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Part of the series on:
The Dialogues of Plato
Early dialogues:
ApologyCharmidesCrito
EuthyphroFirst Alcibiades
Hippias MajorHippias Minor
IonLachesLysis
Transitional & middle dialogues:
CratylusEuthydemusGorgias
MenexenusMenoPhaedo
ProtagorasSymposium
Later middle dialogues:
The RepublicPhaedrus
ParmenidesTheaetetus
Late dialogues:
TimaeusCritias
The SophistThe Statesman
PhilebusLaws
Of doubtful authenticity:
ClitophonEpinomis
EpistlesHipparchus
MinosRival Lovers
Second AlcibiadesTheages

The Charmides is a dialogue of Plato, discussing the nature and utility of temperance.

Synopsis

Charmides, the young and beautiful Athenian who is the namesake of the dialogue, talking to Socrates, initially suggests that temperance is doing everything quietly. This is refuted, for it is admitted by Charmides that temperance is all good, and in no way bad, and since quickness in some actions is better than quietness and slowness in the same actions, temperance cannot be quietness.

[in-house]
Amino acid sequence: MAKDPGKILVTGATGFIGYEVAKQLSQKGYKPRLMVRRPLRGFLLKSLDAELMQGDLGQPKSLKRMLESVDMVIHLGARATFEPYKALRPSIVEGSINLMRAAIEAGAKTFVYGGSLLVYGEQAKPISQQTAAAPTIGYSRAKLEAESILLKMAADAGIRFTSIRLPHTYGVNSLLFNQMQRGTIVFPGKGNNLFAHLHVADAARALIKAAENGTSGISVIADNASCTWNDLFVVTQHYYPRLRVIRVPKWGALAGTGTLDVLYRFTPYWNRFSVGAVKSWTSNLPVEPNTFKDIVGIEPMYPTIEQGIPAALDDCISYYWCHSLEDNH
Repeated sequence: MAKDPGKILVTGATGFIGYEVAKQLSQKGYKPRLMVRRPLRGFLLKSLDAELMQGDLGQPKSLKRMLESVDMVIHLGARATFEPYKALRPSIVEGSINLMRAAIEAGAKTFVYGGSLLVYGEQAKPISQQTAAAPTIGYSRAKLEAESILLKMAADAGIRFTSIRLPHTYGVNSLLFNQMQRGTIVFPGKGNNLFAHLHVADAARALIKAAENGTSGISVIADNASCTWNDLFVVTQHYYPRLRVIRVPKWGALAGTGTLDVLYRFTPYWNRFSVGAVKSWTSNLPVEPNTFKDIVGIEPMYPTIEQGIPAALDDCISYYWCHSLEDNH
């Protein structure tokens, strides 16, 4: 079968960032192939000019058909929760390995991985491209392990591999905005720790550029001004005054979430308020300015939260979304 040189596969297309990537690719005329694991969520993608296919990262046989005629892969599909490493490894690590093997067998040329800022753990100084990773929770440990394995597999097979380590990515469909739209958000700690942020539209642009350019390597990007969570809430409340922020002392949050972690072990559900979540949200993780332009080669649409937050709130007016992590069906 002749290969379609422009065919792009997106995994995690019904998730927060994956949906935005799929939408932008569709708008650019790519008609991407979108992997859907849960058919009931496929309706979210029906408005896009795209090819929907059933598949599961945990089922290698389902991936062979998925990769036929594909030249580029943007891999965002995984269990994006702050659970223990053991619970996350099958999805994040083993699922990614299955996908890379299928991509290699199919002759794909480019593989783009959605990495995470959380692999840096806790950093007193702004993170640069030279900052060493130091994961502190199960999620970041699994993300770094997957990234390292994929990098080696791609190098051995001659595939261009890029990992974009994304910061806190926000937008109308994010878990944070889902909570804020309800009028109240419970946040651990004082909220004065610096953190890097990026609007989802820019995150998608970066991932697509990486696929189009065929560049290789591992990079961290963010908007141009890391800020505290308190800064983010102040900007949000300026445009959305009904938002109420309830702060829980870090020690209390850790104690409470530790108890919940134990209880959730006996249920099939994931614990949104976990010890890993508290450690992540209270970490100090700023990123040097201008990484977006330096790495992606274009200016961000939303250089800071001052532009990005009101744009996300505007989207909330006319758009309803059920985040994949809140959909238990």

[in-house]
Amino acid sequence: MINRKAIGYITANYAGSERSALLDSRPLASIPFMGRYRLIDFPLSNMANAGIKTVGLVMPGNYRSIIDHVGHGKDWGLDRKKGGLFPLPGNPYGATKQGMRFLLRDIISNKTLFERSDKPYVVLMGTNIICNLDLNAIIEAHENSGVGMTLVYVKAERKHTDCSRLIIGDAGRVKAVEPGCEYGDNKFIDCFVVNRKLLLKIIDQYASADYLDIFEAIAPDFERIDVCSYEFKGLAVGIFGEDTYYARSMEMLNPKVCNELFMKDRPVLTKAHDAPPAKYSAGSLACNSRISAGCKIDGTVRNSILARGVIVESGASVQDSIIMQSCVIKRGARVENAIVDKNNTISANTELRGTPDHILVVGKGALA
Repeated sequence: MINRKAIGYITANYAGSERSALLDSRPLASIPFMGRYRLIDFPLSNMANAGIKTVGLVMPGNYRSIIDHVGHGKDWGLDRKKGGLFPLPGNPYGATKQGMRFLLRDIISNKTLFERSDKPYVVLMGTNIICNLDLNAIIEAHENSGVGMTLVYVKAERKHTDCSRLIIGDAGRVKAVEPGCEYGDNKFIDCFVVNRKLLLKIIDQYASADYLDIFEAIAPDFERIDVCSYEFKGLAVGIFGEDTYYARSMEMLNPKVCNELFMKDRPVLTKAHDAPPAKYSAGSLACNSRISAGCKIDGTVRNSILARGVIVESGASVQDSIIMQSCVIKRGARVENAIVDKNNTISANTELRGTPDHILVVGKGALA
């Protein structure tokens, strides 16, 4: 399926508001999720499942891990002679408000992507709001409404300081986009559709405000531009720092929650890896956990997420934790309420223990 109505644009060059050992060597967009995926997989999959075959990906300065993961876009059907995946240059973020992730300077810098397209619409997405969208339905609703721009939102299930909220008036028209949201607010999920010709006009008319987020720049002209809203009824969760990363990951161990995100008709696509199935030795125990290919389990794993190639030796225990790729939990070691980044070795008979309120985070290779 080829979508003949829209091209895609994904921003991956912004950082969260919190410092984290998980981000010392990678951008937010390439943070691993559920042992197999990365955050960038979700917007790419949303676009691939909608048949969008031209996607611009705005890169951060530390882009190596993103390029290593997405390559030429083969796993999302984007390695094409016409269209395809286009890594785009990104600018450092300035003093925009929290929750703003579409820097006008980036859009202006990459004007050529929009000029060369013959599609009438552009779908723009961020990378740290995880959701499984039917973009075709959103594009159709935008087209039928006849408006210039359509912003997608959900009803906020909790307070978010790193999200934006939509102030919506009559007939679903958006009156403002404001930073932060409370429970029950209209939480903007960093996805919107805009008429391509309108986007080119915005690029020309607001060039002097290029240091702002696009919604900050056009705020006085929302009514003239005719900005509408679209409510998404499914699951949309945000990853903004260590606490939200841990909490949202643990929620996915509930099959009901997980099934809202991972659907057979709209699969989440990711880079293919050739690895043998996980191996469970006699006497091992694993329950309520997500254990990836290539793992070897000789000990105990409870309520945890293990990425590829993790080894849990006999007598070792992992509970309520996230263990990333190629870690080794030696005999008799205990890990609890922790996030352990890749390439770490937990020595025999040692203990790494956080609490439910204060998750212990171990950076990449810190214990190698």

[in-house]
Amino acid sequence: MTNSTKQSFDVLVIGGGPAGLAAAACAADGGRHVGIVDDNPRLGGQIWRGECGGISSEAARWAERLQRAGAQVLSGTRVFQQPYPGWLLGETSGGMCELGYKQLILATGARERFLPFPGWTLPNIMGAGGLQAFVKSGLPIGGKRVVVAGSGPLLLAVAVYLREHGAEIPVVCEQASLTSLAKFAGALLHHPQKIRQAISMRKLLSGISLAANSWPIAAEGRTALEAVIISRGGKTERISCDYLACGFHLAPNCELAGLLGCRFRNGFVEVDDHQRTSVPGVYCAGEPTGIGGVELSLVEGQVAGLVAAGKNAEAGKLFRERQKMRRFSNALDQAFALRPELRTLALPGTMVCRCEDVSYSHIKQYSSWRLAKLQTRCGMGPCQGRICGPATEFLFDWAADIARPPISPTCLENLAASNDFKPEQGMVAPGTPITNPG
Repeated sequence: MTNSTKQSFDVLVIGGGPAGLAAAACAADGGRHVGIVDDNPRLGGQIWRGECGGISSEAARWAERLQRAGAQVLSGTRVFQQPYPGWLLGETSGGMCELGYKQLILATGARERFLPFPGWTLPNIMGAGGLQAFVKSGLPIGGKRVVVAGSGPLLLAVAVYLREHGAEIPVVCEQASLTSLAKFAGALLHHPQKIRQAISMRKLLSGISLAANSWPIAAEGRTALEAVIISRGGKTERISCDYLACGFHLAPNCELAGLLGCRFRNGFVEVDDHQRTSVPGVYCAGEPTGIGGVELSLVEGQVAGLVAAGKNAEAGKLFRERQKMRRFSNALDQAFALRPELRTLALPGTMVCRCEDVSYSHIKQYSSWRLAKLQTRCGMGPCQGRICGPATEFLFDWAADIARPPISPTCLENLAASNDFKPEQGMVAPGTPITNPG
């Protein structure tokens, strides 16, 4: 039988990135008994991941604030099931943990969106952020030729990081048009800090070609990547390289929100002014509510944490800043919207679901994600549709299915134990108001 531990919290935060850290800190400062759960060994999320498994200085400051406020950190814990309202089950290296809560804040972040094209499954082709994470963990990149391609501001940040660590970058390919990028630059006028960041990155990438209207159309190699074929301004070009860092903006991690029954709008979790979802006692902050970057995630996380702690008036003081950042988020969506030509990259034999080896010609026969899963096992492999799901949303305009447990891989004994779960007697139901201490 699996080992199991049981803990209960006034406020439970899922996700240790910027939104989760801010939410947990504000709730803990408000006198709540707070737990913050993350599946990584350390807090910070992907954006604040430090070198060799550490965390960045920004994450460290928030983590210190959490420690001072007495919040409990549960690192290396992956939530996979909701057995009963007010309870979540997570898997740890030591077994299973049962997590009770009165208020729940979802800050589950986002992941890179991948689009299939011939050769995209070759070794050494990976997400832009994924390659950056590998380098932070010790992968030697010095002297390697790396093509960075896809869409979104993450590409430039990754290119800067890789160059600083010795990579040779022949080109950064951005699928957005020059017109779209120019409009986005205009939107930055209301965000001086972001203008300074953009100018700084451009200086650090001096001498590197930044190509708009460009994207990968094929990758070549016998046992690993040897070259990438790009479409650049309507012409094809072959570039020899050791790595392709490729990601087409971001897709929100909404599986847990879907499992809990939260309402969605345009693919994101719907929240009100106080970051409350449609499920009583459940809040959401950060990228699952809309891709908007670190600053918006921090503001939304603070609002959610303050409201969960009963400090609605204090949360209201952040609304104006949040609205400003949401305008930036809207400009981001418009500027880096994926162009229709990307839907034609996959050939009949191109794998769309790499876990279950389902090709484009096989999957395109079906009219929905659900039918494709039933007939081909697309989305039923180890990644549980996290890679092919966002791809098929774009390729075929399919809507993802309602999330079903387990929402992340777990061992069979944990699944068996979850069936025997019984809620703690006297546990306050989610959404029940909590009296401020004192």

Charmides then puts forward the definition of temperance as modesty. Socrates refutes this as well, citing Homer's statement in The Odyssey that "modesty is not good for a needy man," and since temperance is an ultimate good, it cannot be modesty.

At this point Charmides tells Socrates of a definition of temperance he had heard from another: Doing one's own business. (needs to be continued)


See Also

A Note on Charmides 169e-170a http://www.charlesumlauf.com/charmides.htm








Text : Charmides

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